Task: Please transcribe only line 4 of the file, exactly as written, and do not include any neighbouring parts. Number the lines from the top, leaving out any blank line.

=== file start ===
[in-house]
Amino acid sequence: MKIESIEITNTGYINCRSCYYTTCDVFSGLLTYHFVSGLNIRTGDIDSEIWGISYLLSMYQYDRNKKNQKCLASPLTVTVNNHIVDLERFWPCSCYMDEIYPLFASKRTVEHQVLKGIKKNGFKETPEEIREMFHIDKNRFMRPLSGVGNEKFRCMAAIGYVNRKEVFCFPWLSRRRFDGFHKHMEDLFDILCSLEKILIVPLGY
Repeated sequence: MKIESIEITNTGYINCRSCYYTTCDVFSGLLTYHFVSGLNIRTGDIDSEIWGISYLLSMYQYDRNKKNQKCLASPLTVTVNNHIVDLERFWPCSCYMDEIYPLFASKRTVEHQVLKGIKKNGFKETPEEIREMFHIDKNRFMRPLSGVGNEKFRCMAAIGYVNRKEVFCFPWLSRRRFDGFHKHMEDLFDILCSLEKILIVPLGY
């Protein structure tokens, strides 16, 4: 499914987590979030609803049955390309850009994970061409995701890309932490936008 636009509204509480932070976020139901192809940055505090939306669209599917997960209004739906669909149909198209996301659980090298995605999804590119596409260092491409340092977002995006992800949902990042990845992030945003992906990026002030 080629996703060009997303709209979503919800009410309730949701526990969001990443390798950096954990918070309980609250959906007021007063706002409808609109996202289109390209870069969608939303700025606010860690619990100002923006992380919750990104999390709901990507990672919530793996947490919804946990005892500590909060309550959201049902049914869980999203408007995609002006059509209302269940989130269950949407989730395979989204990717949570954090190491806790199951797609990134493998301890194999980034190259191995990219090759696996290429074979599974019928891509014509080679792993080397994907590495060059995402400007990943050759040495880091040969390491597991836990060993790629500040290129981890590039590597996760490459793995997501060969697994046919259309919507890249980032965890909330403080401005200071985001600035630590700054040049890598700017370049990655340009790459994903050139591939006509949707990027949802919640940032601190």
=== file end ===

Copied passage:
């Protein structure tokens, strides 16, 4: 499914987590979030609803049955390309850009994970061409995701890309932490936008 636009509204509480932070976020139901192809940055505090939306669209599917997960209004739906669909149909198209996301659980090298995605999804590119596409260092491409340092977002995006992800949902990042990845992030945003992906990026002030 080629996703060009997303709209979503919800009410309730949701526990969001990443390798950096954990918070309980609250959906007021007063706002409808609109996202289109390209870069969608939303700025606010860690619990100002923006992380919750990104999390709901990507990672919530793996947490919804946990005892500590909060309550959201049902049914869980999203408007995609002006059509209302269940989130269950949407989730395979989204990717949570954090190491806790199951797609990134493998301890194999980034190259191995990219090759696996290429074979599974019928891509014509080679792993080397994907590495060059995402400007990943050759040495880091040969390491597991836990060993790629500040290129981890590039590597996760490459793995997501060969697994046919259309919507890249980032965890909330403080401005200071985001600035630590700054040049890598700017370049990655340009790459994903050139591939006509949707990027949802919640940032601190």